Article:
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With many people buying a pair of budgies, the thought will soon cross your mind about letting them breed. Just having a male and female will not make this happen, you will need to provide the right environment and be prepared to look after chicks as they grow.
Most importantly, can you look after and find homes for the chicks? If yes, then you need to inspect your breeding pair. They will need to be healthy, over a year old, and bonded. Bonded means that they are a mating pair, so display mating behaviour such as holding beaks. If they are related, you will need to split them up and introducing another make or female to breed from. Breeding to a close relative can cause genetic mutations and result in chicks being born deformed or dead.
If you have a specific colour in mind, research budgie colour genetics before buying your new blood. A lot of research has been done in identifying the different colour mutations and how they are created, although it isn’t fool proof.
You will need to separate the pair you want to breed from any other birds you have. This will ensure it is the pair you want mating, and also given them the privacy to bond and mate. You will need a large cage, which is at least 24 inches by 16 inches, and 18 inches tall. If you only have two who already live in a cage this size, you will just need to customise the cage to add a few extras.
The most important addition is to add a wooden nest box to the side of the cage. This may require you cutting into the wire to attach it, or removing a door so the entrance can be reached. There are many types of nesting boxes so it is a matter of personal tast; always make sure they have a hinge top so you can check the eggs and chicks when hatched. Budgie breeders have developed a wooden insert that helps stop chicks in nests getting splayed legs – it is a simple wooden conclave that forms the base of the nest. Place pine shavings on the bottom of the box and the conclave nest, the female will then arrange them as she gets broody.
As with your normal daily care, you will need to provide a cuttlefish, mineral block and at least two perches. Food and water must be provided, and you will need to increase the volume as the female gets broody and when the chicks are born. Improve their diet with a lot of fresh vegetables and the addition of EggFood (a special pellet).
The female will also need soft wood to gnaw on, as this activity encourages her to breed. Budgies naturally breed in the rainy season, so remember to spray or mist them frequently to “get them in the mood”.
The birds will need good light, and up to 12 hours of darkness overnight.
If you don’t see them mating, you will need to watch for the signs. The female’s cere (the nose at the top of the beak) will change when she is ready to breed – normally it is light brown, but it will become less crusted and thicker when she is broody. If the mating has been a success, you will start to notice the female is nesting. She will rearrange and remove wood chips from the nesting box, making the area perfect. After fertilisation, the first egg will appear roughly 10 days later. The birds then lay an egg every other day until all are produced. During this time the hen will be sitting on the nest, so you will not see her often. Be careful not to check the nesting box too often and disturb them. It is also not advised to touch the eggs, as any bacteria on your hands can be absorbed through the shell. If you want to check their development, you can shine a light through the shell to see their growth, movement, even their heart beat.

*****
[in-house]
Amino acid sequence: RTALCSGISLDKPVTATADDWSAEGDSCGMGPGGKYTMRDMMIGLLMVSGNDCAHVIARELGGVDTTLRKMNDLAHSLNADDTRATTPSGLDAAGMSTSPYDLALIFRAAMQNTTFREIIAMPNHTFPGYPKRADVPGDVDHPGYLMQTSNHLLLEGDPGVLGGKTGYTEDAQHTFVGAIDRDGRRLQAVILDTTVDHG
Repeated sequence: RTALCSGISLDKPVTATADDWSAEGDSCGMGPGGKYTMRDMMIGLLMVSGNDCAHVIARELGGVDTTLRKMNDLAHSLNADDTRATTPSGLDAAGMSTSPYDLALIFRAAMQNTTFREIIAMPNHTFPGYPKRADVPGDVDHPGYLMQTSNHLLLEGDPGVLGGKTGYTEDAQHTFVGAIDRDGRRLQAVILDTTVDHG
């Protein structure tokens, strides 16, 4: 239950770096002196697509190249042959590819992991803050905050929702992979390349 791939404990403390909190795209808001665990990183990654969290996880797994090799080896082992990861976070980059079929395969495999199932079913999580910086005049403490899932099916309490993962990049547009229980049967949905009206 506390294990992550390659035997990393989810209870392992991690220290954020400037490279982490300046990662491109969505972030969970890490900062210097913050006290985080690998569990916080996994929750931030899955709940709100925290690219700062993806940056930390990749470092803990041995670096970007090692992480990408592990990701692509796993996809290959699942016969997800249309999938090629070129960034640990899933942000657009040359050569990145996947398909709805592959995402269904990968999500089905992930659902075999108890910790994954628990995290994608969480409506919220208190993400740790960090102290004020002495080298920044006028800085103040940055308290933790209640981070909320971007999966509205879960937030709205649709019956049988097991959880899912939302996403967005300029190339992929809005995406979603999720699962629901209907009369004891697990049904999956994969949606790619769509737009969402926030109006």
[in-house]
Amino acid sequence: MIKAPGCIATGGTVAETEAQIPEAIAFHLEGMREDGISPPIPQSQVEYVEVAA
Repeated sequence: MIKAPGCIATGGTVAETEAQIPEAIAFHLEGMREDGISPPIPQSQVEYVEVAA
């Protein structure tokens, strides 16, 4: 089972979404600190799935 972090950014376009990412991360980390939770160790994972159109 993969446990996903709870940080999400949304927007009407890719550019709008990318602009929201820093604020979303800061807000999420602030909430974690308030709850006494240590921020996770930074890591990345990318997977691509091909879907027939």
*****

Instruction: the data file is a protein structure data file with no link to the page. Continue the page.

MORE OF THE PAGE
Between 18 and 23 days after the first egg is laid, the first chick should hatch.
You must monitor the female’s condition and demeanour. Check her cere as she sits on her eggs – if it turns light blue she is losing condition. This can make it difficult for her to feed the chicks, but can also make her violent. Some females have been known to pull out a chick’s feathers or kill them. During this time the male will feed the hen, who will feed the chicks – her health is therefore very important.
When the chicks start to hatch, check them regularly to make sure they are being fed and not being smothered by their siblings. Hatching at different times means that they will always be different sizes. If there are a large number of chicks, you may need to consider fostering them to other pairs you may be breeding.
Once a chick starts to get feathered, you can change the bedding and start to check their limb development. Close off the entrance so the hen can’t enter, and place the chicks carefully in a bowl lined with a towel. You can then check each chick closely, and get them used to being handled. Don’t keep them away from the mother for too long, as they will all get distressed.
As chicks start to move out of the nest, you will need to provide more food to encourage them to wean. Add a separate shallow bowl at the bottom of the cage, so they can start to forage. It is worth adding two water bottles at this stage, so all can drink when they want. You can now start to handle the chicks regularly, and teach them to perch on your finger.
At six weeks you will need to remove the chicks into a larger cage, so they can learn to fly safely. Provide a number of perches at different heights and distances, and place food at different heights whilst making sure there is a bowl still on the bottom of the cage. You can then rehome them, or move them into a larger house with the older birds.
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